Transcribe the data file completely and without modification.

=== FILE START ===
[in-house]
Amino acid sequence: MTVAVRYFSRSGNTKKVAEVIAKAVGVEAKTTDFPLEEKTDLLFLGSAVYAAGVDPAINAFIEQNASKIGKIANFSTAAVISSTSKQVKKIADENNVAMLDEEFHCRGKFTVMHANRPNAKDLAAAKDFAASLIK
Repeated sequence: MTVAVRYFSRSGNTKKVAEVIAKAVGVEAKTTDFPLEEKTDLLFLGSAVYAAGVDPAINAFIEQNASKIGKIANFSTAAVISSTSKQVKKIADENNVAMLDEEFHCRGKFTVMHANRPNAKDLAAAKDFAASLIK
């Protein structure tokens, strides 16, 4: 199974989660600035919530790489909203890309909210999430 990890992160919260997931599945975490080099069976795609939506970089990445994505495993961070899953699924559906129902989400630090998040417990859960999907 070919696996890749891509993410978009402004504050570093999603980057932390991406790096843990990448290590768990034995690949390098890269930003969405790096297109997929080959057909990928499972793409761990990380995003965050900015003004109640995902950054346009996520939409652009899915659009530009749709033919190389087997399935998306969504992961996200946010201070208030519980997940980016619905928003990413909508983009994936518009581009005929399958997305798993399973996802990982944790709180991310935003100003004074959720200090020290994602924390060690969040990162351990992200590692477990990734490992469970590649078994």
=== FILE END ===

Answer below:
[in-house]
Amino acid sequence: MTVAVRYFSRSGNTKKVAEVIAKAVGVEAKTTDFPLEEKTDLLFLGSAVYAAGVDPAINAFIEQNASKIGKIANFSTAAVISSTSKQVKKIADENNVAMLDEEFHCRGKFTVMHANRPNAKDLAAAKDFAASLIK
Repeated sequence: MTVAVRYFSRSGNTKKVAEVIAKAVGVEAKTTDFPLEEKTDLLFLGSAVYAAGVDPAINAFIEQNASKIGKIANFSTAAVISSTSKQVKKIADENNVAMLDEEFHCRGKFTVMHANRPNAKDLAAAKDFAASLIK
């Protein structure tokens, strides 16, 4: 199974989660600035919530790489909203890309909210999430 990890992160919260997931599945975490080099069976795609939506970089990445994505495993961070899953699924559906129902989400630090998040417990859960999907 070919696996890749891509993410978009402004504050570093999603980057932390991406790096843990990448290590768990034995690949390098890269930003969405790096297109997929080959057909990928499972793409761990990380995003965050900015003004109640995902950054346009996520939409652009899915659009530009749709033919190389087997399935998306969504992961996200946010201070208030519980997940980016619905928003990413909508983009994936518009581009005929399958997305798993399973996802990982944790709180991310935003100003004074959720200090020290994602924390060690969040990162351990992200590692477990990734490992469970590649078994």